Table 2 In vivo effects of Syzygium cumini leaves extract and control on rabbit’s hematological parameters

Table 3 shows the activity of S. cumini on inhibition of platelet aggregation at two different concentrations. The methanolic extract of S. cumini significantly inhibited ADP and epinephrine induced platelets aggregation at 150 mg/kg concentration for 30 and 60 days. At 500 mg/kg, extract showed significant inhibition of platelets induced by AA, ADP, collagen and epinephrine in a group that received extract for 60 days. While inhibition after 30 days, was associated with only collagen and epinephrine. Moreover, Table 4 shows the presence of different phytochemical constituents such as flavonoids, phenolic constituents, terpenoids, tannins and alkaloids in methanolic leaves extract of S. cumini using different chemical identification tests.

Table 3 In vivo comparison of S. cumini leaves extract, aspirin and control on inhibition of platelet aggregation in rabbits. Agg RAM aggregometer was used to perform this test. Blood was taken in the ratio of 9:1 v/v in trisodium citrate (3.8%)
Table 4 Presence of phytochemical components in S. cumini methanolic leaves extract

Figures 1 and 2 shows the effect of S. cumini on PC and plasma activity of TAT complexes. In Fig. 1, animals received SCD2 showed significant increase in PC level at 60th day as compare to control group. Moreover at SCD2, S. cumini also showed significant increase in TAT complex activity at 30th and 60th day presented in Fig. 2.

Fig. 1

Effects of Syzygium cumini and control on Protein C in rabbits. Data is represented as Average values ± SEM, where n = 10; Two different doses of S. cumini were used as follows: SCD1:150 mg/kg; SCD2: 500 mg/kg, *p ≤ 0.05 significant as compared to control

Fig. 2

In vivo effects of Syzygium cumini and control on TAT complex in rabbits. Data is represented as average values ± SEM, where n = 10; Two different doses of S. cumini were used as follows: SCD1:150 mg/kg; SCD2: 500 mg/kg, *p ≤ 0.05 significant as compared to control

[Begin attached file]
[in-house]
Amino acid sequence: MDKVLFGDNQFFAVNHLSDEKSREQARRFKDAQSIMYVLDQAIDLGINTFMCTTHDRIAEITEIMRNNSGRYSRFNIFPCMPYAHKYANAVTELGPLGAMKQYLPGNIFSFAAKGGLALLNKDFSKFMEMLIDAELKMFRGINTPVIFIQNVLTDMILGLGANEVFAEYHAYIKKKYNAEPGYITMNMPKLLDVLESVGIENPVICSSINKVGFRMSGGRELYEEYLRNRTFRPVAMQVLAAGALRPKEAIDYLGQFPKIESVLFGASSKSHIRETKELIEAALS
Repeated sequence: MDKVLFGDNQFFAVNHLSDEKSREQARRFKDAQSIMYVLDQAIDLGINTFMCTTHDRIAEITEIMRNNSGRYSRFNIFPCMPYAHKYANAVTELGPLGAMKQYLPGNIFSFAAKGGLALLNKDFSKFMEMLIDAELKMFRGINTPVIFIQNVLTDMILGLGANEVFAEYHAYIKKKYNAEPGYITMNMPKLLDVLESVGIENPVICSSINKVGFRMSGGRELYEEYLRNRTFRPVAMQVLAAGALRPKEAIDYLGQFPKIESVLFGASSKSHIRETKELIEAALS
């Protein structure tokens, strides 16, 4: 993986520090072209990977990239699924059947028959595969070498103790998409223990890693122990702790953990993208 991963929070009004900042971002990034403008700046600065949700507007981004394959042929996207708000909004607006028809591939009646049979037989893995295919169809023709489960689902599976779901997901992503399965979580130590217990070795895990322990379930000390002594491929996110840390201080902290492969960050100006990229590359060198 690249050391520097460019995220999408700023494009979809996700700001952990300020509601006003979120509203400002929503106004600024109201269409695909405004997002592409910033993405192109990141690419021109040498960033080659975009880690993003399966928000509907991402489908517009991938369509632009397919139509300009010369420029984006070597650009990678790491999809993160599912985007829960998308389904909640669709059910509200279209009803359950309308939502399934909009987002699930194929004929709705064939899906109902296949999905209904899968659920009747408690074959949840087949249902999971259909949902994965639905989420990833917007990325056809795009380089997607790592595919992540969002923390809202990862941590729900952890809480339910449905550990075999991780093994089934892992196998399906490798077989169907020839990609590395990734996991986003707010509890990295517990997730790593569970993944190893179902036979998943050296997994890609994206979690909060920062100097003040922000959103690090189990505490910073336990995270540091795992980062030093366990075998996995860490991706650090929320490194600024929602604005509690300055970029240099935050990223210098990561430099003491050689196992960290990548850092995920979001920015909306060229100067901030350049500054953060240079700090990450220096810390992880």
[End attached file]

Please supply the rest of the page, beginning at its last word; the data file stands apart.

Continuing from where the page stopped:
Danger of bleeding could be explained by BT and various coagulation tests i.e. TT, PT, aPTT and Fb levels [26]. Therefore, these tests were used to evaluate effect of S. cumini extract on coagulation and its potential for related cardiovascular problems.

PT and aPTT are important evaluation tests used to determine intrinsic and extrinsic pathways of coagulation [27]. It was observed in this study that aPTT at 30th and 60th day were significantly increase. It is reported that inhibition of intrinsic coagulation factors is responsible for aPTT prolongation [5, 18]. This response could be linked with the hyperlipidemic effect of S. cumini [28]. Significant increase in clotting factors II, VII, and X was reported due to high cholesterol diet in rabbits [29]. Increase in plasma concentration of clotting factors stimulates in response to greater catabolic rate of prothrombin [30]. Hence, we may associate that cholesterol lowering potential of S. cumini could be the reason of prolongation in aPTT.

SCD2 prolongs aPTT, which shows that there is inhibition of intrinsic pathway of coagulation process. It is evident that S. cumini contains limonene, flavonoids and phenolic acids that may prolong aPTT [30]. Results of the study showed that there is highly significant reduction in fibrinogen concentration at 30th and 60th day and these reduced levels leads to increase in bleeding time. Hence, it may be concluded that inhibition of platelet aggregation might be due to this effect of S. cumini, since platelets need fibrinogen to activate aggregation of platelets [31]. Due to this, inhibition of platelet aggregation increases the bleeding time. Moreover, this observed activity might be due to the presence of quercetin responsible for inhibition of platelets functions by acting on phospholipase C pathway. Presence of anthocyanins in S. cumini might be also responsible for inhibition of platelet aggregation [9].